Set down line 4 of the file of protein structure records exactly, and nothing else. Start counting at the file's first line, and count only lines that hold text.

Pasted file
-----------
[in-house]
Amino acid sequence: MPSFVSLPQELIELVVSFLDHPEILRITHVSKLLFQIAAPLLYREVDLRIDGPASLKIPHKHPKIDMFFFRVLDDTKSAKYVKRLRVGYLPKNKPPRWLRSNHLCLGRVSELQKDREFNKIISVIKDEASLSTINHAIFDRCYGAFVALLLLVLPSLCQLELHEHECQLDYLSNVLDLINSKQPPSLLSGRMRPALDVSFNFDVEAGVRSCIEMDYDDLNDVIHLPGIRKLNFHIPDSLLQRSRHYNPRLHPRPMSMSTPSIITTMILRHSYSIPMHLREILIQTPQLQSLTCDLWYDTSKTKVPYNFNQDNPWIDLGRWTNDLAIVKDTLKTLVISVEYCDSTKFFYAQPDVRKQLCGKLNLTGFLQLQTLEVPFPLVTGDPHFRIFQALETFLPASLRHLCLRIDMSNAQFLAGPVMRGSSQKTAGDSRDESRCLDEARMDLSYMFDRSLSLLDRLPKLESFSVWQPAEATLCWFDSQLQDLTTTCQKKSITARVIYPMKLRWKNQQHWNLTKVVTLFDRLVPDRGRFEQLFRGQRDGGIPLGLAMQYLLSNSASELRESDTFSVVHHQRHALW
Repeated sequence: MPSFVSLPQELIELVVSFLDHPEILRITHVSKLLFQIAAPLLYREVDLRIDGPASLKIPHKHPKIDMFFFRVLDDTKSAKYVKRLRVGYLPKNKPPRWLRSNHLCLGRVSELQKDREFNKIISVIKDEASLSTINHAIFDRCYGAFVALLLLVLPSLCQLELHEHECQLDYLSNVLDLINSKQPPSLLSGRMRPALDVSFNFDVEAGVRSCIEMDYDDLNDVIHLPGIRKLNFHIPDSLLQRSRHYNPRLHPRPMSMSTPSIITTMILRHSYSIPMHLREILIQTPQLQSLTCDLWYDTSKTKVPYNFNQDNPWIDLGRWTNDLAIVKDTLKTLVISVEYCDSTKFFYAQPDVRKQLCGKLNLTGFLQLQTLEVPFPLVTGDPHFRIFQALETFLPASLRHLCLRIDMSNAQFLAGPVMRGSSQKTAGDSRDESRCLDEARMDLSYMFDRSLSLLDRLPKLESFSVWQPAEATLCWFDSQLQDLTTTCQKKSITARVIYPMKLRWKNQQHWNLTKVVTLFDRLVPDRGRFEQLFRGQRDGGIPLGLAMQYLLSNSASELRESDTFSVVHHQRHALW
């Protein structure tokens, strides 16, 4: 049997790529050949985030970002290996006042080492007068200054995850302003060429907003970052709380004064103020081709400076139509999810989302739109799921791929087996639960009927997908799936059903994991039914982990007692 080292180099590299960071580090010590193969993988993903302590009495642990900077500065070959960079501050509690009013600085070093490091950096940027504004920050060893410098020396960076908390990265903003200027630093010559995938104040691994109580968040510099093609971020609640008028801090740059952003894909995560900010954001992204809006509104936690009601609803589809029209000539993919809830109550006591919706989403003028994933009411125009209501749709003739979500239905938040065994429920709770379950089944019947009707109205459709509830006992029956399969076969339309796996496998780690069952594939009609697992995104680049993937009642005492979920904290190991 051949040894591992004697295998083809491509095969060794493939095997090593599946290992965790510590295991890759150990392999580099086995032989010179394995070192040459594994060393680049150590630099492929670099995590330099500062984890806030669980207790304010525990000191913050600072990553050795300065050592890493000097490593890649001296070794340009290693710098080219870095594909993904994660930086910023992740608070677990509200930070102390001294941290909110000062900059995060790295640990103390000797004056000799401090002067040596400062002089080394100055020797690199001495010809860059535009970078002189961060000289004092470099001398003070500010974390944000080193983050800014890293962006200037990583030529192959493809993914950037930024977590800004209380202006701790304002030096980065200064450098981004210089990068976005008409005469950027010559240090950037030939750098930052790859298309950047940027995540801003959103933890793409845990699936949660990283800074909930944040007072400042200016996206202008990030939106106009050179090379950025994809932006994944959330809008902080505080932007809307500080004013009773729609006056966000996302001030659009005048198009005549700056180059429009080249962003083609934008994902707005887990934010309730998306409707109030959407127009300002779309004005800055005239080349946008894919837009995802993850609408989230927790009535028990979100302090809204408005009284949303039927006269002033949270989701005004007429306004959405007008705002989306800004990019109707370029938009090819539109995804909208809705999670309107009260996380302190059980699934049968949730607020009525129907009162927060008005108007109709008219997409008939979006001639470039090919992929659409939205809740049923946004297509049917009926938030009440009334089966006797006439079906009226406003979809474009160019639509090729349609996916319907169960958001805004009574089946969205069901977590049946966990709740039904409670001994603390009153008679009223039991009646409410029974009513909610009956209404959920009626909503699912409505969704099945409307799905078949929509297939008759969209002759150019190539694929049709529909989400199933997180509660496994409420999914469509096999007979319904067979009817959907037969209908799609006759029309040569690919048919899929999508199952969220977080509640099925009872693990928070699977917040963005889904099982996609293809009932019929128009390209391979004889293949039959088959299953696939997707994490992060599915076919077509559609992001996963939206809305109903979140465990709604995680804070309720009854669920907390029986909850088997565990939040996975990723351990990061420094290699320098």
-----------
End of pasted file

């Protein structure tokens, strides 16, 4: 049997790529050949985030970002290996006042080492007068200054995850302003060429907003970052709380004064103020081709400076139509999810989302739109799921791929087996639960009927997908799936059903994991039914982990007692 080292180099590299960071580090010590193969993988993903302590009495642990900077500065070959960079501050509690009013600085070093490091950096940027504004920050060893410098020396960076908390990265903003200027630093010559995938104040691994109580968040510099093609971020609640008028801090740059952003894909995560900010954001992204809006509104936690009601609803589809029209000539993919809830109550006591919706989403003028994933009411125009209501749709003739979500239905938040065994429920709770379950089944019947009707109205459709509830006992029956399969076969339309796996496998780690069952594939009609697992995104680049993937009642005492979920904290190991 051949040894591992004697295998083809491509095969060794493939095997090593599946290992965790510590295991890759150990392999580099086995032989010179394995070192040459594994060393680049150590630099492929670099995590330099500062984890806030669980207790304010525990000191913050600072990553050795300065050592890493000097490593890649001296070794340009290693710098080219870095594909993904994660930086910023992740608070677990509200930070102390001294941290909110000062900059995060790295640990103390000797004056000799401090002067040596400062002089080394100055020797690199001495010809860059535009970078002189961060000289004092470099001398003070500010974390944000080193983050800014890293962006200037990583030529192959493809993914950037930024977590800004209380202006701790304002030096980065200064450098981004210089990068976005008409005469950027010559240090950037030939750098930052790859298309950047940027995540801003959103933890793409845990699936949660990283800074909930944040007072400042200016996206202008990030939106106009050179090379950025994809932006994944959330809008902080505080932007809307500080004013009773729609006056966000996302001030659009005048198009005549700056180059429009080249962003083609934008994902707005887990934010309730998306409707109030959407127009300002779309004005800055005239080349946008894919837009995802993850609408989230927790009535028990979100302090809204408005009284949303039927006269002033949270989701005004007429306004959405007008705002989306800004990019109707370029938009090819539109995804909208809705999670309107009260996380302190059980699934049968949730607020009525129907009162927060008005108007109709008219997409008939979006001639470039090919992929659409939205809740049923946004297509049917009926938030009440009334089966006797006439079906009226406003979809474009160019639509090729349609996916319907169960958001805004009574089946969205069901977590049946966990709740039904409670001994603390009153008679009223039991009646409410029974009513909610009956209404959920009626909503699912409505969704099945409307799905078949929509297939008759969209002759150019190539694929049709529909989400199933997180509660496994409420999914469509096999007979319904067979009817959907037969209908799609006759029309040569690919048919899929999508199952969220977080509640099925009872693990928070699977917040963005889904099982996609293809009932019929128009390209391979004889293949039959088959299953696939997707994490992060599915076919077509559609992001996963939206809305109903979140465990709604995680804070309720009854669920907390029986909850088997565990939040996975990723351990990061420094290699320098």